Saving on Graduation and Wedding Presents

by Cindy Brick

June is a perfect time for weddings — and graduations — and, sadly, an empty pocketbook from paying for presents for all those graduations and weddings! Stretch your money further with these tips:

For graduations

*Give the grad a book that’s changed your own outlook on life. Malcolm Gladwell’s Outliers: The Story of Success is one of my favorites — and a reminder that practice and persistence are even more crucial than talent. Another favorite is The Millionaire Next Door: The Surprising Secrets of America’s Wealthy by Thomas Stanley and William Danko. You couldn’t choose a more practical look at earning and saving, from the viewpoint of frugal wealth.

Make the book even more welcome by including a small check, tucked somewhere in the first third. If the check’s cashed, you get a nice boost, knowing that your recipient took the time to look through the book!

*Other good presents for the grad, especially if they’re going on to college or graduate school: rolls of quarters (good for laundry); a Starbucks, Panera or fast food gift card (for cold, rainy days when they’re broke); stylish leather blank books or folders, for journaling and classes; an address book, pre-filled in with family information, plus stationery and a roll of stamps;  a case of their favorite drink or food, if they’re not moving too far away. (Daughter #1 loves mushroom soup, cold out of the can, and was thrilled to get a case to take with her. I know…but she does!) Post-21 grads will appreciate specialty beer or wine. You’ll find more ideas herehere and here. (BeingFrugal, the last contributor, remembers a present her aunt wrapped in dollar bills — what a great idea!)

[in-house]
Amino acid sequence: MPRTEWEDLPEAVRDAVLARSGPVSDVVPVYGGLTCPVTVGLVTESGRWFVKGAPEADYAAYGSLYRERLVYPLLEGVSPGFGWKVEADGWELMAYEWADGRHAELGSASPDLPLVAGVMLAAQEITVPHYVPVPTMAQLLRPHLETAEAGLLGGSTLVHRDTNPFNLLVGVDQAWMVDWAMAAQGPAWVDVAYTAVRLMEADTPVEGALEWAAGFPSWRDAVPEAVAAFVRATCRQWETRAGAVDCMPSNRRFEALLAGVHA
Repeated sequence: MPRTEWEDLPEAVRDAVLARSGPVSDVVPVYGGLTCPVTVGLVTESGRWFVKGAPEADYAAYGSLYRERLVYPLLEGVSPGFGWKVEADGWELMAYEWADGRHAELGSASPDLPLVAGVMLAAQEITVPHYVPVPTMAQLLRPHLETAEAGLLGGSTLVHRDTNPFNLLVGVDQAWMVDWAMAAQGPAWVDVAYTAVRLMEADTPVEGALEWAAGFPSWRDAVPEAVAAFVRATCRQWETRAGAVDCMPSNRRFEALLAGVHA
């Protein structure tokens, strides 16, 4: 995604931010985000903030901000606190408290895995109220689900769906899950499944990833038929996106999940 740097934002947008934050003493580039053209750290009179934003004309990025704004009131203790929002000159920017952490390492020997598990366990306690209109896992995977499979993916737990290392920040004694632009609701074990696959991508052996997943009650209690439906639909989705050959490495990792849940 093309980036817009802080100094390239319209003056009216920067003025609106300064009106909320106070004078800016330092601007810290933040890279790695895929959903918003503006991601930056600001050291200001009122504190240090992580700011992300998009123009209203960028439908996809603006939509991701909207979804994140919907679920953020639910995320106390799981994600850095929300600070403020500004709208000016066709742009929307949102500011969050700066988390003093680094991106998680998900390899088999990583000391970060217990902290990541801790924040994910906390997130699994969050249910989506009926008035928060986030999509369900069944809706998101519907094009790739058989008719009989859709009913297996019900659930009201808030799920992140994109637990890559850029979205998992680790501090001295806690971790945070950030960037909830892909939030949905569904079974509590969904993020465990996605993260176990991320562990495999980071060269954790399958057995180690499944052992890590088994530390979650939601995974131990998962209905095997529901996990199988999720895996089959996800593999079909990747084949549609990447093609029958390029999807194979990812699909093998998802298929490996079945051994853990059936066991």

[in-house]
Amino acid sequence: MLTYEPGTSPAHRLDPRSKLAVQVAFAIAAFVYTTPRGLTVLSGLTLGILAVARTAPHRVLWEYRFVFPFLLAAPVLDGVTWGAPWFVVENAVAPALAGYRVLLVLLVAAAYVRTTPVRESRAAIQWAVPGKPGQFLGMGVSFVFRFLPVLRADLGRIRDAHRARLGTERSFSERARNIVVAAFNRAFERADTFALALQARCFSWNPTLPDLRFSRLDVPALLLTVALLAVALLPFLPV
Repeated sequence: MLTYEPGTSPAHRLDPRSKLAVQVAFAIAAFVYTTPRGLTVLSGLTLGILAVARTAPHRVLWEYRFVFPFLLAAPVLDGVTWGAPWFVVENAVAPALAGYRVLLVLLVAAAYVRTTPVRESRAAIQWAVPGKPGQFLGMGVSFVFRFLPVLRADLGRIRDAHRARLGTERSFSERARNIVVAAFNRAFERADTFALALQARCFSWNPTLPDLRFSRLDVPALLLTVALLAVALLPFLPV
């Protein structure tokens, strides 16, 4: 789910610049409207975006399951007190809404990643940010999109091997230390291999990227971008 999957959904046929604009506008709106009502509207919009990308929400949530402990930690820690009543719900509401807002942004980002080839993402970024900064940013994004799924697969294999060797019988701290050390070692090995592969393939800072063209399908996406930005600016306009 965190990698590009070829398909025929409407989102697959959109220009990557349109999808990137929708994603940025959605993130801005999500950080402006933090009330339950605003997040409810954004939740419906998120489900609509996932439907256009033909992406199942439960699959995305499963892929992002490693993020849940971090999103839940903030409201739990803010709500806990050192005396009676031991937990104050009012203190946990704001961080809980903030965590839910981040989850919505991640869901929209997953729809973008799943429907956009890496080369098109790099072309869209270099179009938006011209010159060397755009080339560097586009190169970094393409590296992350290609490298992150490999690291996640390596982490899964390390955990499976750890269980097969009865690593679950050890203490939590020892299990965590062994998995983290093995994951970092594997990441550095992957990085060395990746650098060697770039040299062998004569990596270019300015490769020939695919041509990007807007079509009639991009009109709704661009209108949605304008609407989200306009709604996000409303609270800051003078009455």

For weddings

*Have you been holding onto a family heirloom that’s important…but not exactly your taste? If your bride-to-be’s taste is in antiques, don’t hesitate to polish that silver platter or set of glasses up and re-gift them — she’ll appreciate their family connection, as well. (Other possibilities — antique quilts, table linens, candlestick holders, etc. Just be sure they like this sort of thing before you gift them.)

*Small appliances are more reasonably priced than ever — especially if you plan ahead, and purchase them during January clearance sales. (Prices aren’t bad now, either — just remember for next year.) A coffee pot (with a pound of their favorite brew), one of those great portable blenders that let you mix right in the glass. Perhaps a toaster or microwave oven. These may seem a tad blasé — but your recipient will think of you whenever they use them.


*What about a portable picnic? Baskets are not only often on sale — but you can find them at consignment and thrift shops, as well. Include paper plates and napkins, plastic ware and even a few goblets. (Add the wine and some snacks if your budget permits.)

*Christmas lights…special ones, that is. Or fancy ornaments. (Once again, this is something most easily purchased in January.) Our Christmas tree is famous for its bubble lights…and a number of our friends now have them too.

Whatever you give, remember: it’s not the money that counts — it’s the love.


Cindy Brick just counted — and has four high school graduations, four college ones, and a wedding in their circle of family and friends. (Ouch.) She also blogs at her own site, A Brick Looks At Life.

Enhanced by Zemanta
The following two tabs change content below.

Cindy Brick

Cindy Brick is a personal property appraiser, judge and national teacher who loves to write about frugality and other personal finance topics. She has written six books and hundreds of articles, but often focuses on quilting, her teaching specialty. She lives in Colorado with her husband, two golden labs and a flock of very suspicious chickens. Find out more at Brickworks,, or visit her personal blog:

Latest posts by Cindy Brick (see all)

Share With Friends
Get Free Updates

{ 8 comments… read them below or add one }

Leave a Comment

CommentLuv badge

Previous post:

Next post: